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O''Neill v. Little

New Jersey Superior Court, Chancery Division

Decided: November 10, 1969.


Mintz, J.s.c.


[107 NJSuper Page 428] This is an action by a trustee in bankruptcy to set aside cash purchases of a series of annuity contracts made by the defendant Reverend Arthur A. Little (Rev. Little) with defendant The Equitable Life Assurance Society of the United States (Equitable). It is alleged that such purchases were made with intent to hinder, delay or defraud plaintiff, a creditor of Rev. Little, and should

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be set aside to the extent necessary to satisfy the judgment plaintiff subsequently obtained against Rev. Little.

On or about March 14, 1963 Rev. Little loaned $50,000 to Office Buildings of America, Inc. He was repaid $52,500 by this corporation on May 15, 1963. On or about June 26, 1963 Office Buildings of America, Inc. and its related corporations filed petitions in bankruptcy. On September 24, 1963 plaintiff O'Neill was appointed trustee for said bankrupt corporations.

On October 3, 1963 Rev. Little entered into two annuity contracts with Equitable for which he paid a total of $50,000 in return for two lifetime annuities on which he was to receive the aggregate sum of $233.24 monthly. On October 14, 1963 he purchased a third annuity contract from Equitable for which he paid $15,000 designed to yield him $69.98 monthly.

On October 19, 1965 plaintiff's counsel wrote Rev. Little that as a creditor of Office Buildings of America, Inc. he received from it the sum of $52,500 within four months of the filing of the petition in bankruptcy. The letter further states that such payment constituted a preference and demanded a return of said sum.

In the pretrial order Rev. Little acknowledged receipt of the letter but did not stipulate the date when the same was received. It may reasonably be inferred that he received this letter in the due course of mail. Alexander v. Rekoon , 104 N.J.L. 1 (Sup. Ct. 1928). It certainly was received prior to October 27, 1965. On that date Rev. Little entered into a fourth annuity contract with Equitable for which he paid $15,000 and which was to yield him $70.82 monthly. On December 20, 1965 plaintiff instituted an action in this court against Rev. Little seeking the return of the $52,500, claiming the same to have been a preferential payment.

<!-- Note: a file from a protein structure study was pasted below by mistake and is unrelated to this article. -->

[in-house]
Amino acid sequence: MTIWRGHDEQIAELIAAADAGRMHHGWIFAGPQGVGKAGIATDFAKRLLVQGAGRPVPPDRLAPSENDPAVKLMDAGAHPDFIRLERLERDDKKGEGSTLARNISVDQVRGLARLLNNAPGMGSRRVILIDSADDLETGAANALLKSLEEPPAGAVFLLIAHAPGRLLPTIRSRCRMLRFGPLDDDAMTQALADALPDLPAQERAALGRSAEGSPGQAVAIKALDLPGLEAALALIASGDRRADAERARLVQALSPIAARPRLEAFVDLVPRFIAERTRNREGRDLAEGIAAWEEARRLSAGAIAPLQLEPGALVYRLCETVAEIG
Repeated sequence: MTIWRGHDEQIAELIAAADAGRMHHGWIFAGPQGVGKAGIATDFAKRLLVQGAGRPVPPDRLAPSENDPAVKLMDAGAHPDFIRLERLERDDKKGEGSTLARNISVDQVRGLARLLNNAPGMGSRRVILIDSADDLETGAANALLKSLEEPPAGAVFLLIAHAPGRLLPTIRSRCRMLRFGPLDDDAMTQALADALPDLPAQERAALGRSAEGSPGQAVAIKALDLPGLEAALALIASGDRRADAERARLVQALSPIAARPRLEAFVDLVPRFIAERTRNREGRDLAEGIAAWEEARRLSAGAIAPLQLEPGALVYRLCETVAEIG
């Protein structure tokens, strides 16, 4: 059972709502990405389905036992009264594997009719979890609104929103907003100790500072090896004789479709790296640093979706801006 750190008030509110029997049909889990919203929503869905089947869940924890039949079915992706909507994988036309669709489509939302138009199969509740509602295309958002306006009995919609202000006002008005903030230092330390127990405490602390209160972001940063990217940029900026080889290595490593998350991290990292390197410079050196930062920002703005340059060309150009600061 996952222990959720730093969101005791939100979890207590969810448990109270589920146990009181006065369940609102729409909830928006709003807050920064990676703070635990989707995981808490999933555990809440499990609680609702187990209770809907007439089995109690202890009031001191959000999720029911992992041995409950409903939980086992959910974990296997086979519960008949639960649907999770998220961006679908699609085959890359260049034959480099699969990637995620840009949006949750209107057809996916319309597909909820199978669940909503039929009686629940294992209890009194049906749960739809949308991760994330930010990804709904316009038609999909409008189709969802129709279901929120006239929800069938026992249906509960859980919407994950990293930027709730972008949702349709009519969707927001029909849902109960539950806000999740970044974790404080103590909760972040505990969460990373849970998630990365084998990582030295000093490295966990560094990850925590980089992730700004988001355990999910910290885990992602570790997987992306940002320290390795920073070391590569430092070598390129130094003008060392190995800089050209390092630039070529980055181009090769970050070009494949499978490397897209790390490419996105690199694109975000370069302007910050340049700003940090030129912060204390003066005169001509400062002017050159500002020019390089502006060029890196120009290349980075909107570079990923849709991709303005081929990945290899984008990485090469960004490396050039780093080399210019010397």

On October 25, 1966 Rev. Little wrote to Nathan Hilton, the agent for Equitable, who apparently sold him the annuities, in which he inquired as to the four annuities already purchased:

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1. Is an annuity purchased with your company in good faith unattachable?

2. Can a judge in bankruptcy court issue an injunction? Can he take the annuities or a percentage of the money which I am now receiving from your company?

In that letter Rev. Little also stated that "The money to buy the annuities is now in question," and further asked Mr. Hilton to "please keep this matter confidential." Hilton referred Rev. Little's letter for reply to Charles W. Muller, assistant counsel for Equitable. On November 4, 1966 Muller wrote Hilton that:

There is no statutory provision in New Jersey for annuities as there is for insurance whereby payments would be exempted from the claims of the annuitant's creditors.

It does not follow, however, that the Trustee in Bankruptcy could necessarily attack Father Little's annuities. These annuity contracts were entered into by the Equitable in good faith with Father Little. The consideration paid for those contracts is the property of the Equitable. Father Little has no right to surrender these contracts. His only right under each contract is to receive the monthly annuity payments as they become due provided he is alive on the due date.

If the Trustee in Bankruptcy is successful in claiming preference with respect to the repayment made to Father Little, it may be that he would ask the court to issue an order directing that annuity payments be made to him rather than to Father Little. Such an order, however, would not operate to alter the contracts so as to prevent the Equitable from insisting upon evidence of survival of the annuitant each time a monthly payment becomes due. Normally, this evidence is the personal endorsement of the annuitant on the monthly check. In the absence of such an endorsement, we would require the Trustee in Bankruptcy to furnish us with proof of Father Little's survival each month. In the long run, it might be more difficult for the Trustee in Bankruptcy to collect the monthly instalments and he might conclude that he would not be justified in going to such an expense.